On December 8, 1941, the day after the Japanese attacked Pearl Harbor, President Franklin Roosevelt delivered this "Day of Infamy Speech." Immediately afterward, Congress declared war, and the United States entered World War II.
On December 8, at 12:30 p.m., Roosevelt addressed a joint session of Congress and, via radio, the nation. The Senate responded with a unanimous vote in support of war; only Montana pacifist Jeanette Rankin dissented in the House. At 4 p.m. that same afternoon, President Roosevelt signed the declaration of war.
Roosevelt misplaced his reading copy immediately following the speech; it remained missing for 43 years. Instead of bringing the reading copy back to the White House for Grace Tully to file, the President evidently left it in the House chamber, where he had given the address. A Senate clerk took charge of it, endorsed it "Dec 8, 1941, Read in joint session," and filed it. In March 1984 an archivist located the reading copy among the Records of the U.S. Senate, Record Group 46, located in the National Archives building, where it remains today.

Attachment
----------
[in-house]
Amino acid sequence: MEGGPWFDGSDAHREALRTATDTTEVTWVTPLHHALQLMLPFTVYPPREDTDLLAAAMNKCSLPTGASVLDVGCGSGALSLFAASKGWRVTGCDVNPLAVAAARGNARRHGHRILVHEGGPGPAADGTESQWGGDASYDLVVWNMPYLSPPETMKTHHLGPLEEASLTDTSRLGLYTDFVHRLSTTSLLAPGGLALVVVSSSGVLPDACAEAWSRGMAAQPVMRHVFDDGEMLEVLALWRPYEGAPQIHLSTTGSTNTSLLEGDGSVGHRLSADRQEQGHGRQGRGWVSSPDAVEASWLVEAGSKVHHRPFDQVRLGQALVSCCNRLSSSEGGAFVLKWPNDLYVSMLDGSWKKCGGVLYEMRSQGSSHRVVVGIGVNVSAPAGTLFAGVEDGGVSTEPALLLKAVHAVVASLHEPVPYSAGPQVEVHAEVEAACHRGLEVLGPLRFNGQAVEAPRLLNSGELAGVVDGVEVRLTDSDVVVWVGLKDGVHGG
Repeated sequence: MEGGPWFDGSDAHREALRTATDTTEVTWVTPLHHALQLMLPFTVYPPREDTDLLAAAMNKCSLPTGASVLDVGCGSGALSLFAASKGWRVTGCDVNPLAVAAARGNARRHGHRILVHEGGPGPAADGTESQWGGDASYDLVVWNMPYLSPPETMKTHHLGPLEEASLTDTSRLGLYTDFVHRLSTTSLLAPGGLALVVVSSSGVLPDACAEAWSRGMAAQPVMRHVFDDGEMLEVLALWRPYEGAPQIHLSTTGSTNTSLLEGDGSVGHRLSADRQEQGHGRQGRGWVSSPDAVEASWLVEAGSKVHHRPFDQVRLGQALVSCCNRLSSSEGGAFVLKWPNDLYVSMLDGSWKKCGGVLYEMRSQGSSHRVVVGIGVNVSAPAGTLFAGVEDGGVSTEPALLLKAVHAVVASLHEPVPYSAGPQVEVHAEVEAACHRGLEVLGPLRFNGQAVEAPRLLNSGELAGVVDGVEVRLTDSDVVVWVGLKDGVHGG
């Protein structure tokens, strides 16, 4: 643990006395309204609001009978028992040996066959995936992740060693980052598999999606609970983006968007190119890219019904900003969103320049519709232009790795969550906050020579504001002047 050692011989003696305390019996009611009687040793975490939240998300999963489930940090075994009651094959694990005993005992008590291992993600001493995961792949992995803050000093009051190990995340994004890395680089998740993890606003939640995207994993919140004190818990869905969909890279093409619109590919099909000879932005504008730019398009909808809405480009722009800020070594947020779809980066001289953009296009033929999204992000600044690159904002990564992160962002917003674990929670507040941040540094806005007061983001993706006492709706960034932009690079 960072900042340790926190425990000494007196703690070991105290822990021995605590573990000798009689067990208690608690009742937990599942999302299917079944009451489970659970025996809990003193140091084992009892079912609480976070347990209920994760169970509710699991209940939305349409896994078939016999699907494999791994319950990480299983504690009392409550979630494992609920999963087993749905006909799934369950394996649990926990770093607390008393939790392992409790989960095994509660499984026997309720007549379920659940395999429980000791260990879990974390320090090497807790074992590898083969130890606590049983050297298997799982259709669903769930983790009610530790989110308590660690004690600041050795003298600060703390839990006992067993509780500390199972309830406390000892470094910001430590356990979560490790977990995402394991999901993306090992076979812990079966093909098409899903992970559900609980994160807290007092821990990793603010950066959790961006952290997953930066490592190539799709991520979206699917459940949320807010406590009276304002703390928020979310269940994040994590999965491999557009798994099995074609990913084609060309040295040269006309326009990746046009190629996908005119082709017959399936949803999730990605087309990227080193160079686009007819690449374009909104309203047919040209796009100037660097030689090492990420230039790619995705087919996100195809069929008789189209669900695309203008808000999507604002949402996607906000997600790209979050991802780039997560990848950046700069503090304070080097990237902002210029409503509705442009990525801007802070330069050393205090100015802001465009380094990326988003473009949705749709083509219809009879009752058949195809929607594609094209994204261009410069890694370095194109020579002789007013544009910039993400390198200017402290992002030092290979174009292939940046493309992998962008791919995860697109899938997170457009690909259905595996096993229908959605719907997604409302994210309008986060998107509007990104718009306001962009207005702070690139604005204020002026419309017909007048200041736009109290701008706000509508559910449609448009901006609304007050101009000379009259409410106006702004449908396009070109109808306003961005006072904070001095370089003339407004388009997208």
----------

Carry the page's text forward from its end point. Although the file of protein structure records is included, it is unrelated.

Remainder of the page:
Read the rest of this story and see interactive images of the speech at ourdocuments.gov. While you are there, stick around and learn about some of the other 100 milestone documents of American history.